As I set about creating the second blog of my life, I am thinking about the liberty of the blogger. The writer enjoys various degrees of liberty in the different kinds of things they write. In a diary or journal you may safely say almost anything, as long as you leave instructions in your will that all your private papers should be burned unread. (Recommended.) In a letter to a friend, colleague, editor, reader, etc. you have to be a little more circumspect, but your audience is still small.
At the other end of the scale, a formally published essay, article, or book requires a great deal of care. Not only do you have to consider the public reception of your work, its possible legal ramifications, and the reaction of the torches and pitchforks brigade, there is a finality about publishing. Yes, you can recant or retract something you have published, but that is embarrassing, and is unlikely to catch up with everyone who read the original. Your book or essay will be taken for your final, finished thought, and you will be judged by it. On the other hand, only publication gives you an audience beyond your immediate acquaintances, which is what you are seeking if you are a writer.
A vast gulf, therefore, separates the liberty of the personal journal or private letter from the rigorous constraints of the published piece. But a blog sits right in the middle of that gulf. It is public. It can, at its best, attract a large audience (and the torches and pitchforks brigade). But it is not as formal or as final as a conventional publication. It allows you to think and express publicly thoughts too tentative or incomplete for the finality of a formal essay or a book.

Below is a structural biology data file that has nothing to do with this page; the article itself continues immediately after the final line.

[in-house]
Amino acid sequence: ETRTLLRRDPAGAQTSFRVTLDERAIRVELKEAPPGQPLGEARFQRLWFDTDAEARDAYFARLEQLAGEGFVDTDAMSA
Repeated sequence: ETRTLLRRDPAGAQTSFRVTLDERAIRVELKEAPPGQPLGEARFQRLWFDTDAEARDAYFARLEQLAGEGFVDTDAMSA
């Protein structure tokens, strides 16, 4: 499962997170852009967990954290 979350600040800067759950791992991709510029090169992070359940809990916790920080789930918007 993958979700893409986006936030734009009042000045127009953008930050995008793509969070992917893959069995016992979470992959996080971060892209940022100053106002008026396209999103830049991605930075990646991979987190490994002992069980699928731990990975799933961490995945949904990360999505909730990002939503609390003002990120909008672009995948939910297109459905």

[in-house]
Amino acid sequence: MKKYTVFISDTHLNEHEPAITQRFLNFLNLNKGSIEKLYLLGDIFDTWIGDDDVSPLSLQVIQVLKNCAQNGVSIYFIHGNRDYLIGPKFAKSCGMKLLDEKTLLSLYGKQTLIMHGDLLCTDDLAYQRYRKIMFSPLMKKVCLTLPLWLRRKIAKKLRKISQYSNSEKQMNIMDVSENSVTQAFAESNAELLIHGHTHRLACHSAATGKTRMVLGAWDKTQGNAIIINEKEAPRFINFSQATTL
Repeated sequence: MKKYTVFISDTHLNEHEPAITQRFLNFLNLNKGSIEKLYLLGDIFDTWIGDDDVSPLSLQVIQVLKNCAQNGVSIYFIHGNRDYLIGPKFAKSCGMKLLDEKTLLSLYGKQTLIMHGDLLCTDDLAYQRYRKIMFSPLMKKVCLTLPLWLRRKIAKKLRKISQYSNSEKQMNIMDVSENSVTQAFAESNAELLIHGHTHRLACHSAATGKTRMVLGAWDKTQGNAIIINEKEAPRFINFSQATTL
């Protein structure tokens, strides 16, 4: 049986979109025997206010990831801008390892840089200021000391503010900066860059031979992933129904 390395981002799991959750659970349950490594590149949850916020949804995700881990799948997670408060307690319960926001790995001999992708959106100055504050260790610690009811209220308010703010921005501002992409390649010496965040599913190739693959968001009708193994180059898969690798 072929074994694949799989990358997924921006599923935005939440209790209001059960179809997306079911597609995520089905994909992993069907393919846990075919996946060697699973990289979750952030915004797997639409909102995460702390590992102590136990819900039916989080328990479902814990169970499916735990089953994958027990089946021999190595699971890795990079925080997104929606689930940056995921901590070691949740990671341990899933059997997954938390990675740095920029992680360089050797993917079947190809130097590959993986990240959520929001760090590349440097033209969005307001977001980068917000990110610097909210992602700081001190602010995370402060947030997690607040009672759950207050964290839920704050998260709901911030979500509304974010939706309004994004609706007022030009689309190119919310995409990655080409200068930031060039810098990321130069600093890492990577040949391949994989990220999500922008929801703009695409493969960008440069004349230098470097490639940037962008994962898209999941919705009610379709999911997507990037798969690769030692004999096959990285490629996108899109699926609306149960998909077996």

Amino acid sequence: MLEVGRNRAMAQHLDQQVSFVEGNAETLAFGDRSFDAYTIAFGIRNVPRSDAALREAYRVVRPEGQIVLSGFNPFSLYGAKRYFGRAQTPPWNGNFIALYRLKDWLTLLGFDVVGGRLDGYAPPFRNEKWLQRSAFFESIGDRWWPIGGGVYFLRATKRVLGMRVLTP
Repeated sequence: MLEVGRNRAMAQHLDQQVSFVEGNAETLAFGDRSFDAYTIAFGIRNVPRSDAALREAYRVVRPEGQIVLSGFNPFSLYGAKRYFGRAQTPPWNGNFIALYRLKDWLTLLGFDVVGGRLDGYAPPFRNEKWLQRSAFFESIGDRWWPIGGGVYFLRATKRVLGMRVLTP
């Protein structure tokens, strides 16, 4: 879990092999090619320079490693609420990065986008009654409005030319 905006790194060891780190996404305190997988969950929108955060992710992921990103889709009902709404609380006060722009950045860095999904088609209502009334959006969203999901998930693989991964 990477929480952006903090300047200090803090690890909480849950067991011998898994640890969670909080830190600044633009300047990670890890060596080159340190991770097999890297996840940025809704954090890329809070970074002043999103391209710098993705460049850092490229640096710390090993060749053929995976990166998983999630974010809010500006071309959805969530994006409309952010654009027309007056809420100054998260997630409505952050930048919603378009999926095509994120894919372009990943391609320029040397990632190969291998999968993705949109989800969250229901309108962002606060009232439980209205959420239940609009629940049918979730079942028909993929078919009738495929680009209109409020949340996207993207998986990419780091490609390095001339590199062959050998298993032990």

Unless it is merely a breathless record of what you had for breakfast and what’s playing on your iPod this minute, a blog is a collection of thoughts, observations, and experiments that may or may not one day turn into something larger, more disciplined, and more thoroughly worked out, but which equally may only exist to exercise the mind or to exorcise it of a nagging thought or image.
But while it is that, it is not simply a matter of putting your writer’s journal online. I have OneNote stuffed full of thoughts, captured phrases, and web clippings. I even have a OneNote notebook just for blog ideas. A blog post is something more substantial than a notebook jotting. It is at least a whole thought, if not a thoroughly developed one. But it is still something less substantial, less worked, less confident, less assertive, less definitive or declarative than a formal essay.
Still, that leaves the question of why a blog post should be published. If you wanted to write something a little more thought out than a journal entry but less thoroughly worked than a formal essay, you could surely do so without putting it on the web.
Part of it, I believe, is to give temporary closure to a nagging idea that won’t go away but to which one is not ready to give the full essay or book treatment.
I have been working away at a post off and on for a couple of months now, and I’m still not ready to post it. That post is on a fairly ambitious topic. It is titled Till We No Longer Have Faces. If I ever get it finished there will be a link to it here. It has already taken me on a long digression about statues. Statues are a subject I can hardly fail to mention in an essay on the loss of faces in our culture, but, given the times, one it seems perilous to touch on without thoroughly explaining my thoughts on the subject. (This is literally the territory of the torches and pitchforks brigade.) And this causes me to want to be equally thorough in explaining and defending my thoughts on the rest of the topic. In other words, I am in danger of it turning into an essay project. (It could easily turn into a book project, if I had an infinity of years at my disposal.)